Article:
For the first time, YouTube is letting users in the US stream thousands of free, ad-supported TV shows like Hell's Kitchen, Heartland and Unsolved Mysteries, it announced. That will put it into competition with OTA (over-the-air) TV and streaming services with ad tiers including Peacock, the Roku Channel, Tubi and others.
YouTube will offer around 4,000 free TV episodes on top of the 1,500 movies already available. This month, it added a raft of new movie titles including Gone in Sixty Seconds, Runaway Bride and Legally Blonde, now available to stream for free (in the USA only) with ads.
With the new TV offerings, YouTube is no doubt hoping to keep American users glued to its platform. Having dozens of episodes from multiple series will allow users to binge like they do on Netflix and other platforms, though most of the content on offer is not what you'd call prestige TV. One of its biggest rivals in that regard is Roku TV, which had a very public dispute with YouTube that was only recently resolved.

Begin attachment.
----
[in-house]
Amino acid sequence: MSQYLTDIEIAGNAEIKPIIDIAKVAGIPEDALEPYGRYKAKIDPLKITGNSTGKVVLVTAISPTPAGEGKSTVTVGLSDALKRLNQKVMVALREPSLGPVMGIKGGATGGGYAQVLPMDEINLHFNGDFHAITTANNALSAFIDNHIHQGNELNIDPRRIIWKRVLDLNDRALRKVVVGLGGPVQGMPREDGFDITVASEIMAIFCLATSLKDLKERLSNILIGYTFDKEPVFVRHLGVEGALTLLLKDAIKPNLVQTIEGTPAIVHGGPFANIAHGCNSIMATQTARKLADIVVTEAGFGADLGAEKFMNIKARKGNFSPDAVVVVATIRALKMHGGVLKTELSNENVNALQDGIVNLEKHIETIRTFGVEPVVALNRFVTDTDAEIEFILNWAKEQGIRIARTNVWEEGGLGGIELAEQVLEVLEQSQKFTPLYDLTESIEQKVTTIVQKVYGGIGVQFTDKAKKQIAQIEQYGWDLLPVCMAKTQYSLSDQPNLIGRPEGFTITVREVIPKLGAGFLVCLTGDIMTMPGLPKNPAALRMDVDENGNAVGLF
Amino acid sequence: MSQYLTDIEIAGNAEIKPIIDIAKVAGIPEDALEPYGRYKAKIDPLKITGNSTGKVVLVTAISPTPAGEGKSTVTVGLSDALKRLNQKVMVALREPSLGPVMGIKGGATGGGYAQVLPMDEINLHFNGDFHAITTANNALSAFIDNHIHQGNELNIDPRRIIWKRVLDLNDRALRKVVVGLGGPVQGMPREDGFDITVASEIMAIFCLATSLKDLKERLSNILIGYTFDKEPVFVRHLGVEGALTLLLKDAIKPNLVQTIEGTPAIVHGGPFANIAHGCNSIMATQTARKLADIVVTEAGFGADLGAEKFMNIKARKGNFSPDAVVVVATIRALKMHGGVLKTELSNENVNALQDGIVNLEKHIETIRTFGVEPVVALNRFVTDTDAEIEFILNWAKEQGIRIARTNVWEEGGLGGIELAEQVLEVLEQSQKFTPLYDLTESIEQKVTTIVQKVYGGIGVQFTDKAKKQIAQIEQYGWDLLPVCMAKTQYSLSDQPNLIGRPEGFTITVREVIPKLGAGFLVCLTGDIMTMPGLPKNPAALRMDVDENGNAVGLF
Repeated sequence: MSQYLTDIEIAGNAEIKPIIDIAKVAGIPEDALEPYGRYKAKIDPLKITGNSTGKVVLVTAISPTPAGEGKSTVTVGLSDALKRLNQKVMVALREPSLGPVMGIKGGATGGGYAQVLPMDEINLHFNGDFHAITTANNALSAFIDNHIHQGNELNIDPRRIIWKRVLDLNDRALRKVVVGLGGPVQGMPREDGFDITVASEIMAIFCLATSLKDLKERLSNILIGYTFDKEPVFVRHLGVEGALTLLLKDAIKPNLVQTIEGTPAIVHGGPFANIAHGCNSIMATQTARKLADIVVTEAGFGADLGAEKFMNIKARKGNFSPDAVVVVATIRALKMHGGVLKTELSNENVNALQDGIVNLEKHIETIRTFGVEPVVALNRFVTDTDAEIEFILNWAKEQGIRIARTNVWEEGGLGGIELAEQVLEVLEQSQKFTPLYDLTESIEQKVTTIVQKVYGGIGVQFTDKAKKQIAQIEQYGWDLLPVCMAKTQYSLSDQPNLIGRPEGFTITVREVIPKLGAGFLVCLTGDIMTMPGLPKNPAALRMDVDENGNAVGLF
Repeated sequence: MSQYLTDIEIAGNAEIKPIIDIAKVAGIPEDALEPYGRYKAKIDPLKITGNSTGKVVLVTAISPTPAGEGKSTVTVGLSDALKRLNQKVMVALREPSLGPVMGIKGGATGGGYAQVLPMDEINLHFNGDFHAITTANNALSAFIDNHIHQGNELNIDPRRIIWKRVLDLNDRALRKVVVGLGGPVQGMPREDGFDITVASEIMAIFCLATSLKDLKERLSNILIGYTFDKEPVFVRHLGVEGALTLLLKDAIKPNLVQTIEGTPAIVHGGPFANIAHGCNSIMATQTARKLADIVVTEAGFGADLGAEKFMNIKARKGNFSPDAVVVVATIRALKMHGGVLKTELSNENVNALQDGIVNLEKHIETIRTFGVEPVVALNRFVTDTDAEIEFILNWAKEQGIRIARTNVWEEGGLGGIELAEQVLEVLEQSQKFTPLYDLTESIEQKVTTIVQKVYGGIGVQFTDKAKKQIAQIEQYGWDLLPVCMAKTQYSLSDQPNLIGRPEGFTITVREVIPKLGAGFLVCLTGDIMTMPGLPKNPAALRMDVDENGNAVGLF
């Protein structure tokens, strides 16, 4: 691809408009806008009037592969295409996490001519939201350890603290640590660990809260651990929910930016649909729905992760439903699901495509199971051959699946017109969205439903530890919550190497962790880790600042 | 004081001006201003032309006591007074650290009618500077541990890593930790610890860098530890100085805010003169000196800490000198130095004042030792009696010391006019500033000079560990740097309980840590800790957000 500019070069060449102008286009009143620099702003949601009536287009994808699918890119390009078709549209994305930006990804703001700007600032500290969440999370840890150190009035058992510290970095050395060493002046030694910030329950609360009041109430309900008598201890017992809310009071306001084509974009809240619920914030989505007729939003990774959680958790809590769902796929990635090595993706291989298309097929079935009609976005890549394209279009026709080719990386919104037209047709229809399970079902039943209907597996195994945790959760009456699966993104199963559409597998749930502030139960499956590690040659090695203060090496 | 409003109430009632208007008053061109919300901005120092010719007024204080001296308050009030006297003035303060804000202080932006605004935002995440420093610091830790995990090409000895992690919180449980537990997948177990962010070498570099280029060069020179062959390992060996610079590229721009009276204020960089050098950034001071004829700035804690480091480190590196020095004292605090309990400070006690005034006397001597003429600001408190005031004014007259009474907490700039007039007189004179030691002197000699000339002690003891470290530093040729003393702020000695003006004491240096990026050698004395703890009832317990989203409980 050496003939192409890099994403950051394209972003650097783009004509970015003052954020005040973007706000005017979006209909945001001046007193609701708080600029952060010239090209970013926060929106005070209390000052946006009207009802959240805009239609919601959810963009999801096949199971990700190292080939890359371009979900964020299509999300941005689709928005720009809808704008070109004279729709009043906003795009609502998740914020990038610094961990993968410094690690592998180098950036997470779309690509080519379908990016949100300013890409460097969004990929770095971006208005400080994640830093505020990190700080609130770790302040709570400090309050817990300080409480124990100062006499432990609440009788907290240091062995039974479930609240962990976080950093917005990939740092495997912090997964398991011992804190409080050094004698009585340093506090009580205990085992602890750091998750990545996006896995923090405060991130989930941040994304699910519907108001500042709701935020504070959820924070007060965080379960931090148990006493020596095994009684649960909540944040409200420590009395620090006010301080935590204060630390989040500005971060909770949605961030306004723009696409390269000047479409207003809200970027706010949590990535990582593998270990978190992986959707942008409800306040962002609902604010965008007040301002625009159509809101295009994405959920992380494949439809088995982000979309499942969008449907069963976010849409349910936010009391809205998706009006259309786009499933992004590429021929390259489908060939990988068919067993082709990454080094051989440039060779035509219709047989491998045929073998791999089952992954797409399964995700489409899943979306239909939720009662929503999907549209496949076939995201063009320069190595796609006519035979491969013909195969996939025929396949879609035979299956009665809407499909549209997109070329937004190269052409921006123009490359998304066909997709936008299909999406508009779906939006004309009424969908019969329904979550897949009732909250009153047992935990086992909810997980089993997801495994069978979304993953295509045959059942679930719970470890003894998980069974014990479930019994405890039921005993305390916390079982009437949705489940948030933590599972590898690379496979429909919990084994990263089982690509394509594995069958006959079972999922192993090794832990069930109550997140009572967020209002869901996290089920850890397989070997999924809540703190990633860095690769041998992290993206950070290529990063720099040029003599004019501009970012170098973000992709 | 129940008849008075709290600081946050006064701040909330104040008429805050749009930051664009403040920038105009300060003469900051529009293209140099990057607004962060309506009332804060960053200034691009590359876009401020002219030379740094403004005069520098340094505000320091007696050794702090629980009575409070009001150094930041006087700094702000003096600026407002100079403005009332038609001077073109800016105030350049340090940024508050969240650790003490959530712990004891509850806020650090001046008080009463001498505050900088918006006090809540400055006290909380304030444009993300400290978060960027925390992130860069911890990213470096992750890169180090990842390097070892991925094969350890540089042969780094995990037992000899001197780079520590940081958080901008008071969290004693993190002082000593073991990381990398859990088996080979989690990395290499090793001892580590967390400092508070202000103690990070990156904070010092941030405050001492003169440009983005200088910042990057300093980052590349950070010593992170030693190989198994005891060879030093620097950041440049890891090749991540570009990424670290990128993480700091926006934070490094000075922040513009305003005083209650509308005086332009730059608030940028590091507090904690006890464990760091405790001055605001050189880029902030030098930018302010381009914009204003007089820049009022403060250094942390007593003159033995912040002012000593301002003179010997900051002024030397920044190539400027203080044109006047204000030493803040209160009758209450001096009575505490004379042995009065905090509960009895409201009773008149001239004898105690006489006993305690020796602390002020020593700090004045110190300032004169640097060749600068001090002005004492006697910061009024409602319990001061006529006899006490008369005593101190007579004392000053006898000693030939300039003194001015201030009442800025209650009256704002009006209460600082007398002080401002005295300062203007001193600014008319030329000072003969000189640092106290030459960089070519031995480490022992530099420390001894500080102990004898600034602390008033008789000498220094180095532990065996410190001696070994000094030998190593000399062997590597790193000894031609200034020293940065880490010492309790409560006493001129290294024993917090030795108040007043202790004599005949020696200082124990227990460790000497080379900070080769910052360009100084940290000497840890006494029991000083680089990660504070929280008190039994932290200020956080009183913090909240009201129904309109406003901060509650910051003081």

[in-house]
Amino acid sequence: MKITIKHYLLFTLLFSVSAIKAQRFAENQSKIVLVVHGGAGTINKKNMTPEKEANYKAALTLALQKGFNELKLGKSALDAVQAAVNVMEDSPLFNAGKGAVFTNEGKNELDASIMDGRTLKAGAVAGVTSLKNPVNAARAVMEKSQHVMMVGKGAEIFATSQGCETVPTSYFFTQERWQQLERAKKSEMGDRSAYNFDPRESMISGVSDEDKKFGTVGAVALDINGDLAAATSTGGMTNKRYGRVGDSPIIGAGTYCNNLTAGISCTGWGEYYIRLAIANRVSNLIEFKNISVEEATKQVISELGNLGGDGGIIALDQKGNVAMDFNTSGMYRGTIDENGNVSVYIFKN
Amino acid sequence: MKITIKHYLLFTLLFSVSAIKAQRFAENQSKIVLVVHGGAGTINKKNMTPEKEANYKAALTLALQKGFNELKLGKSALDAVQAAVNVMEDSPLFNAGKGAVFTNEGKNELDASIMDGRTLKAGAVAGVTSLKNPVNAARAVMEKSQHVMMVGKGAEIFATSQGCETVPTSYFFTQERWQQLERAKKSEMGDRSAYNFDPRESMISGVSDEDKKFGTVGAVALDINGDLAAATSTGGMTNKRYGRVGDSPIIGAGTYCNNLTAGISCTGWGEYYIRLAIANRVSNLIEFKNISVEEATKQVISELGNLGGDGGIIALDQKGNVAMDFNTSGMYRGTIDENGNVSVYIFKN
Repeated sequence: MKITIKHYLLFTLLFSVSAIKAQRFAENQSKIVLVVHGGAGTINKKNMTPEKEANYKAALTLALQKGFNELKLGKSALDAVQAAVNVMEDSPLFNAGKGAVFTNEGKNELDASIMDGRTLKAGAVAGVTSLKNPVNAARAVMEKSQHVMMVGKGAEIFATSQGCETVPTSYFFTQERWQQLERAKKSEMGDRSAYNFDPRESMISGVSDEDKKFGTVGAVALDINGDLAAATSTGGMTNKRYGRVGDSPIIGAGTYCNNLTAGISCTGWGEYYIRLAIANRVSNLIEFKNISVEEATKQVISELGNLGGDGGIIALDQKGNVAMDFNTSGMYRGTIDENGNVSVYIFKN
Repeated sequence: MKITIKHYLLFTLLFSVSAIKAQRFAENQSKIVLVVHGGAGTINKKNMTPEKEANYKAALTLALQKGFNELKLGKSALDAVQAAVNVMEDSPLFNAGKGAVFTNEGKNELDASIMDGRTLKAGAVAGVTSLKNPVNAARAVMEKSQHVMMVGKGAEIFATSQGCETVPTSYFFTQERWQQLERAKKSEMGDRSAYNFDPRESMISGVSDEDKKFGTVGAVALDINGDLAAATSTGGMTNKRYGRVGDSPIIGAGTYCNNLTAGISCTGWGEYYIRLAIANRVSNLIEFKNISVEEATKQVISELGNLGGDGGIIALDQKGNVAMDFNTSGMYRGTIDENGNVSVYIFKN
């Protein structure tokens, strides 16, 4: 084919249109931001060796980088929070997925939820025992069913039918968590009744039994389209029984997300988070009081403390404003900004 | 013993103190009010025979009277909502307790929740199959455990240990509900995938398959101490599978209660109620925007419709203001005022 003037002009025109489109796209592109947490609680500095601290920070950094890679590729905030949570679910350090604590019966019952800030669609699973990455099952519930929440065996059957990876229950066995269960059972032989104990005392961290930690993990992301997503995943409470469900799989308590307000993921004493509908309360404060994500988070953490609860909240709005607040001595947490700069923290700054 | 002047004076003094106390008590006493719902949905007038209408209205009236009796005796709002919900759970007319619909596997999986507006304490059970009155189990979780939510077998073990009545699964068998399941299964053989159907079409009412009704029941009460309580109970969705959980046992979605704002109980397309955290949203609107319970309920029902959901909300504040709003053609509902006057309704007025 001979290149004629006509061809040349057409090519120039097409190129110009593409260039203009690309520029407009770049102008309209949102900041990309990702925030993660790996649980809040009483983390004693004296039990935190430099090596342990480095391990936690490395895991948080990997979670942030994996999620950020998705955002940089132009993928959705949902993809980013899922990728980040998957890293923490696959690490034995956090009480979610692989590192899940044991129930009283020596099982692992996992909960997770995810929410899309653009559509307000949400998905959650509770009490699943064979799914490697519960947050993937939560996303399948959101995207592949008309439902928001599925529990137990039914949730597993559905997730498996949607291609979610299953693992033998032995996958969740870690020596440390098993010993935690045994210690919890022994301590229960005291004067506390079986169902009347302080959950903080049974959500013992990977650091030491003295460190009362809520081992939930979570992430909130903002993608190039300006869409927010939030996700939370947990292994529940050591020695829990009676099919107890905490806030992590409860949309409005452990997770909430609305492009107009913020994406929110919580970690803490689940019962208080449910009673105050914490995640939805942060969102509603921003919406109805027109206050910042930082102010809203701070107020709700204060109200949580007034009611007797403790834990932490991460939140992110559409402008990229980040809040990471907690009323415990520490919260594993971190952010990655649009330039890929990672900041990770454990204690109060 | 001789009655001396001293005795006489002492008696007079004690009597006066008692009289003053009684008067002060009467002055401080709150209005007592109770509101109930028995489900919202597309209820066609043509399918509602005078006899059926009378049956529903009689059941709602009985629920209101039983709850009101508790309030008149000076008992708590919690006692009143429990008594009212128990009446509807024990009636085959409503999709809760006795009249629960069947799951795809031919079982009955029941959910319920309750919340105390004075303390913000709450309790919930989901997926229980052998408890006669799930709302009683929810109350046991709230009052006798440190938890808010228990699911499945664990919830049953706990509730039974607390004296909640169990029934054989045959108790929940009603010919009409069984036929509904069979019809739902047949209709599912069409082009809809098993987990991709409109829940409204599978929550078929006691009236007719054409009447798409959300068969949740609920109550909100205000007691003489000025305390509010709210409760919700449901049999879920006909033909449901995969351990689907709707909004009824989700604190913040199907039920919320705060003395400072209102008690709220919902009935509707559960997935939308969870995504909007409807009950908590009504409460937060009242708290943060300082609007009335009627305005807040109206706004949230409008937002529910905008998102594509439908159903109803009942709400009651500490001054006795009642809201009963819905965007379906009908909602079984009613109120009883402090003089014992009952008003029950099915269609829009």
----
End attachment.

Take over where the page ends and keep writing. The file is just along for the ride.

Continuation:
Until last year, YouTube had been trying to fill content holes with its own programming via YouTube Originals. Earlier in 2022, however, it announced that it was largely abandoning those ambitions and would focus strictly on its Black Voices and YouTube Kids Funds. The program had some success with shows like Cobra Kai, but didn't pose much of a threat to services like Amazon Prime Video and Netflix.